It won’t surprise you that I get the chance to talk to a lot of school teachers, administrators, and kids of all ages.
Keeping kids busy during the summer, getting them to and from school, homework, and trying to help them work up to their potential—these are all things that my wife Kelly and I (with our 7 children) have been dealing with since my oldest son started kindergarten over 30 years ago.
I have had a lot of conversations with family members about education since I was a young child. That doesn’t seem surprising since many in my family are teachers: my father, mother, three siblings, mother-in-law, and my one of my sons-in-law all have teaching degrees.
Schools Are Trying To Do Their Best, But….
I believe that most teachers and schools are trying to do a good job of teaching, but they face many difficulties. Class size, classroom materials, support from administration and parents—the list goes on and on.
As a parent, you cannot address many of the challenges of education. However, there are a number of things you CAN do, in spite of the school your kids attend, to help them reach their future potential and be happy in life.
I remember a single mom who told me she worked long hours and was too tired to help her daughter with her homework. She believed it was the school’s job to educate her daughter. Even though I sympathize with her and her situation, there is no substitute for your involvement in your child’s education.
You Can Help Your Child Reach Their Potential
Recently I was talking with a school administrator who drove in from Santa Barbara on a Saturday morning for her annual eye exam. After talking about her school and some of the challenges they face, I told her I was writing this letter to parents now that summer is here. I asked her opinion on activities parents can do in the summer with their kids that are both fun and educational.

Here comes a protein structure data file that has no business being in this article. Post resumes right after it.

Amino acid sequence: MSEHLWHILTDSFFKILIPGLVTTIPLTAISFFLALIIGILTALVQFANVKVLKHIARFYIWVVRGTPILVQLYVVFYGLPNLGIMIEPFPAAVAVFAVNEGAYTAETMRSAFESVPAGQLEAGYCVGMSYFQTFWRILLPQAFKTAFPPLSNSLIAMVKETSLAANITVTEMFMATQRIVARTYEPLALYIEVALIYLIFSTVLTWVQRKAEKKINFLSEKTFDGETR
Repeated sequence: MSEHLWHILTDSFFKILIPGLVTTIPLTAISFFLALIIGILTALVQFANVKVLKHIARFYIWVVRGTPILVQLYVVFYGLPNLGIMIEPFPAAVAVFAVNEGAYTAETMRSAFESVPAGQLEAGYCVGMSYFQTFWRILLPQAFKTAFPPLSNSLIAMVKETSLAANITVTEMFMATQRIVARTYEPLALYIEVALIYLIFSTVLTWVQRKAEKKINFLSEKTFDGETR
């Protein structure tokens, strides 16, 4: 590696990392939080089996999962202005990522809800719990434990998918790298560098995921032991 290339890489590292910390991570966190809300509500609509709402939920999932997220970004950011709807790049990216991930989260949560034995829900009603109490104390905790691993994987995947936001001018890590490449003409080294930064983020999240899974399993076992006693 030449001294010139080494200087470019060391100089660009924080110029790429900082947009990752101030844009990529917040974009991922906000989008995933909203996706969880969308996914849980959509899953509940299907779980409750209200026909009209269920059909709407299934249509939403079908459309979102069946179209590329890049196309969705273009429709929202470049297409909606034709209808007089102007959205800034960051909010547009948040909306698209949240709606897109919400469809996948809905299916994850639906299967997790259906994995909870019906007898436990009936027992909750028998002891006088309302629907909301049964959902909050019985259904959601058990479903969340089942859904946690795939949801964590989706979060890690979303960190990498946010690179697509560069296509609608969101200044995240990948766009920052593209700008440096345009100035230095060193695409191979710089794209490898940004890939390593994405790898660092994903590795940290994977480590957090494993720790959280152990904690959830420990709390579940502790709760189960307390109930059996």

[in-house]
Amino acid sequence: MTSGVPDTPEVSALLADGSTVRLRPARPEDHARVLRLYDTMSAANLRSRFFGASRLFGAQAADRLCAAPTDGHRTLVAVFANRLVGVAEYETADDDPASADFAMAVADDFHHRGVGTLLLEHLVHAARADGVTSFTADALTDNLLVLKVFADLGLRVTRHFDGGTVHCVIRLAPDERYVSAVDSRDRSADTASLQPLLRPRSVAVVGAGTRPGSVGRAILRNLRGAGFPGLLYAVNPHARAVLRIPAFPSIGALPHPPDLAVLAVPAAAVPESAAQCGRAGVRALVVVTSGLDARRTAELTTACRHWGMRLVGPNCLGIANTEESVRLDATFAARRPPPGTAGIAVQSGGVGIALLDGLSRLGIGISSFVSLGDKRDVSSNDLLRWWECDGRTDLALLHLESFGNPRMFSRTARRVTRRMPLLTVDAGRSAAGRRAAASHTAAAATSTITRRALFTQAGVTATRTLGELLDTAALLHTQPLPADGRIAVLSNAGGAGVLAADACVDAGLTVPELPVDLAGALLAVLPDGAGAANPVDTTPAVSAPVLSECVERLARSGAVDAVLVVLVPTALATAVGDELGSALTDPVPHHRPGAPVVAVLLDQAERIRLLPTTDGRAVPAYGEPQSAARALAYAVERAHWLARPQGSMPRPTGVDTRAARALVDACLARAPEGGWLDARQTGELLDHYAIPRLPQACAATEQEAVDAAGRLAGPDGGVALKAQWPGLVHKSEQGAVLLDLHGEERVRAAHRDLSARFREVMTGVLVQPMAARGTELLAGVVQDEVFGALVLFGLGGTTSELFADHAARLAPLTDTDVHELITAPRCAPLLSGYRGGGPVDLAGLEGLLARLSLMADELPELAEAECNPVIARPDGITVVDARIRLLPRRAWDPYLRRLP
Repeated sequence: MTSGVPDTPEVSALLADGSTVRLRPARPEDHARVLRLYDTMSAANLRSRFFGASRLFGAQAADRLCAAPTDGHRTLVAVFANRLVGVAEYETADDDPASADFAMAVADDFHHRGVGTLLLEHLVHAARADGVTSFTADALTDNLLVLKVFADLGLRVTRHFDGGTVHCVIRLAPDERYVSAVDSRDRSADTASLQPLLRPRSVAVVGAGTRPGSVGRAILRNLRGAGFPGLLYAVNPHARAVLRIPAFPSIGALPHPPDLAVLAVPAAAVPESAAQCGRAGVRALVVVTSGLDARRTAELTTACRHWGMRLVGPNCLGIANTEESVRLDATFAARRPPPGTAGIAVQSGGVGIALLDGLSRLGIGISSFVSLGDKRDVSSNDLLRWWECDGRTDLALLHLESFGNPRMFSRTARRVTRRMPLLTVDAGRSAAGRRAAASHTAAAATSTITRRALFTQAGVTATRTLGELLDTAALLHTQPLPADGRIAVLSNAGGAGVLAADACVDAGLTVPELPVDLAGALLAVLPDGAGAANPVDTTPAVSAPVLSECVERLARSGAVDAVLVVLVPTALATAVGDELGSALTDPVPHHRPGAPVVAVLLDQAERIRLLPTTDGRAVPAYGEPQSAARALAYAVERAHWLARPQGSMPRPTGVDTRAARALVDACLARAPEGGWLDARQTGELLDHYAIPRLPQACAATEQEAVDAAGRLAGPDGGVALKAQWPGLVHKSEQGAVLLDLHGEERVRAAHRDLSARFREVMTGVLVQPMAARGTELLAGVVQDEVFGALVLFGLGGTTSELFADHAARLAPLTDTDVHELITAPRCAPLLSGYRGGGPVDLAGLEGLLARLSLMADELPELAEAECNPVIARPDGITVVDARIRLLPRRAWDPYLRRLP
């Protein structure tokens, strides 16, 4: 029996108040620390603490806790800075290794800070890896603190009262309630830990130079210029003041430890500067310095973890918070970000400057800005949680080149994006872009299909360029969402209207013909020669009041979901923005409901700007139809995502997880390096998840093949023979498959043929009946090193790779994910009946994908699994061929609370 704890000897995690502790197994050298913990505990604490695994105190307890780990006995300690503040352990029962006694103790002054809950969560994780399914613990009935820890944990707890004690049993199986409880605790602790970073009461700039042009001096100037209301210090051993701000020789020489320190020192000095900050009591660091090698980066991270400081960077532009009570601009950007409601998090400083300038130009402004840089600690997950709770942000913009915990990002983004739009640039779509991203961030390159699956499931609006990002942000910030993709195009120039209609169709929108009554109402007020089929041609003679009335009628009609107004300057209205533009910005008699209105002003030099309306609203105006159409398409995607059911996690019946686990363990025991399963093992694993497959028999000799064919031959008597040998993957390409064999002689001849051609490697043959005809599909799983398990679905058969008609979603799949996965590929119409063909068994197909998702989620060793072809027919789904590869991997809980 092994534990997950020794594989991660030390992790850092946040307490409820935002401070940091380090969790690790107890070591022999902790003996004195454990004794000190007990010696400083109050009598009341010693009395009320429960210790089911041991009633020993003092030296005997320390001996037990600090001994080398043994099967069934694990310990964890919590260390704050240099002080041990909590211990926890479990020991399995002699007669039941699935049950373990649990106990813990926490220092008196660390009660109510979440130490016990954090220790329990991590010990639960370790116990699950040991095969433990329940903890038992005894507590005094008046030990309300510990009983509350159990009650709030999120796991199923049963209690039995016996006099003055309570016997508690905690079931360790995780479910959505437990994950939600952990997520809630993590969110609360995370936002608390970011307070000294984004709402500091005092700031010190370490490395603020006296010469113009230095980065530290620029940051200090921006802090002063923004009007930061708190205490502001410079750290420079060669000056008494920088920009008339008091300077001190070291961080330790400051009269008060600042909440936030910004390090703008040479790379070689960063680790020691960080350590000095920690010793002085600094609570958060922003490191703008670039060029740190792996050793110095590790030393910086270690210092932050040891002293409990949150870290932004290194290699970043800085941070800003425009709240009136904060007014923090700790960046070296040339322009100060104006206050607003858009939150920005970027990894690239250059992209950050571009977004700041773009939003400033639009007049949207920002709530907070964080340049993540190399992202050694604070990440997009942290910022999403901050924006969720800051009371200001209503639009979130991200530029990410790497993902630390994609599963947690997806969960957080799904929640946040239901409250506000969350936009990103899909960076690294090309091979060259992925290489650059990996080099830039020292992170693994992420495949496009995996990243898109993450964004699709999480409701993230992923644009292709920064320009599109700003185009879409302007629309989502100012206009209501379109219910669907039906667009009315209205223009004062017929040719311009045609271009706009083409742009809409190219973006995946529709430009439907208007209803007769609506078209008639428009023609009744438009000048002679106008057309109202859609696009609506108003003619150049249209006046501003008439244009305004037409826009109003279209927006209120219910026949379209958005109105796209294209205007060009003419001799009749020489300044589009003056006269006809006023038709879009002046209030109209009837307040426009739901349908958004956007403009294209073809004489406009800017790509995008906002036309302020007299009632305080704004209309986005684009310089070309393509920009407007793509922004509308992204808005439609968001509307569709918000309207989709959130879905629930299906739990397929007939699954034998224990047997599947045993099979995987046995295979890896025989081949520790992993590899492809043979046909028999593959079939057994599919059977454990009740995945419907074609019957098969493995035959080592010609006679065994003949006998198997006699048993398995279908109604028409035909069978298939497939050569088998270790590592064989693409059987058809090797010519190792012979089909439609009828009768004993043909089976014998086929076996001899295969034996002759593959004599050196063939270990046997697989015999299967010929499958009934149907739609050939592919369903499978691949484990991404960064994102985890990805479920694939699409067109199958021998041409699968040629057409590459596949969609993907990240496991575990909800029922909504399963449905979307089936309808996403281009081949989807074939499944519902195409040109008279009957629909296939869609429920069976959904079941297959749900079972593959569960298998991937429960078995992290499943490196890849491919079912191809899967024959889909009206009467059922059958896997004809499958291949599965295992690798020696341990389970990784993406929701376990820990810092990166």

Here are some of the things she mentioned (and a few extras). Check off the ones you might be interested in!
11 Fun Things To Keep Your Kids Happy All Summer
- The Los Angeles Public Library offers free and low-cost passes to the LA Zoo, museums, parks, and science centers through their Discover & Go program. (I have personally used this with my own kids and grandkids). Go to lapl.discoverandgo.net for more details.
- Read to them and with them. Many local libraries have free activities as well as summer reading programs.
- Spend quality time building relationships. If your kids ask “can you play with me?”, try to make time instead of saying you are too busy.
- Cook and bake together! Your kids can hone their math skills by measuring ingredients and then enjoy the tasty end result. You can even pick a country you want to learn more about and then cook a cultural dish.
- Spend time outside. Create scavenger hunts, go to the beach, hike, bike, build a fort, have a campout in your backyard, play hide and seek, or have a water balloon fight. Just don’t forget to wear sunscreen and sunglasses!
- Monitor computer and television time. Excessive screen time is bad for the eyes and can lead to symptoms of computer vision syndrome including dry and red eyes, blurry vision, headaches, and neck/back pain.
- Attend local movies in the park – check out the upcoming showings in Playa Vista, Marina Del Rey, and Torrance. The Dockweiler Youth Center will be showing family movies on Friday nights this summer.
- Break out the board games and watch time fly. Some great ones that come to mind are Operation, Monopoly, Trivial Pursuit, chess, and Scrabble.
- Home Depot does a kids workshop on the first Saturday of the month where they have free DIY projects. Check out homedepot.com/workshops to register online.
- Get creative with learning to paint, craft, sew, knit, crochet, dance, play the piano or another instrument. They can also build Legos, put together a puzzle, or write a short story.
- Get your child ready for the new school year by getting their annual eye exam.
Did you know that many school-aged children who struggle in school have undiagnosed vision problems?
That’s because much of what your kids are learning in school is presented to them visually. They have to be able to see the board in class as well as read their textbooks in order to succeed academically. Their vision is also essential for performing in sports because of the necessary hand-eye coordination.
The summer days are slipping by quickly, but don’t let the most important things slip out of sight!
Even though there are some things you cannot change, you can do these three simple things in your kids’ best interest.
- Schedule an eye exam.
- Limit computer and screen time.
- Get outdoors and enjoy educational experiences.
Give our office a call at (310) 670-4411 to set up your appointment. I am looking forward to seeing you and hearing about your summer activities!
All the best,
Dr. Harold T. Ashcraft
P.S. You can also visit us online at familyeyecareoptometrist.com to set up a time to come in!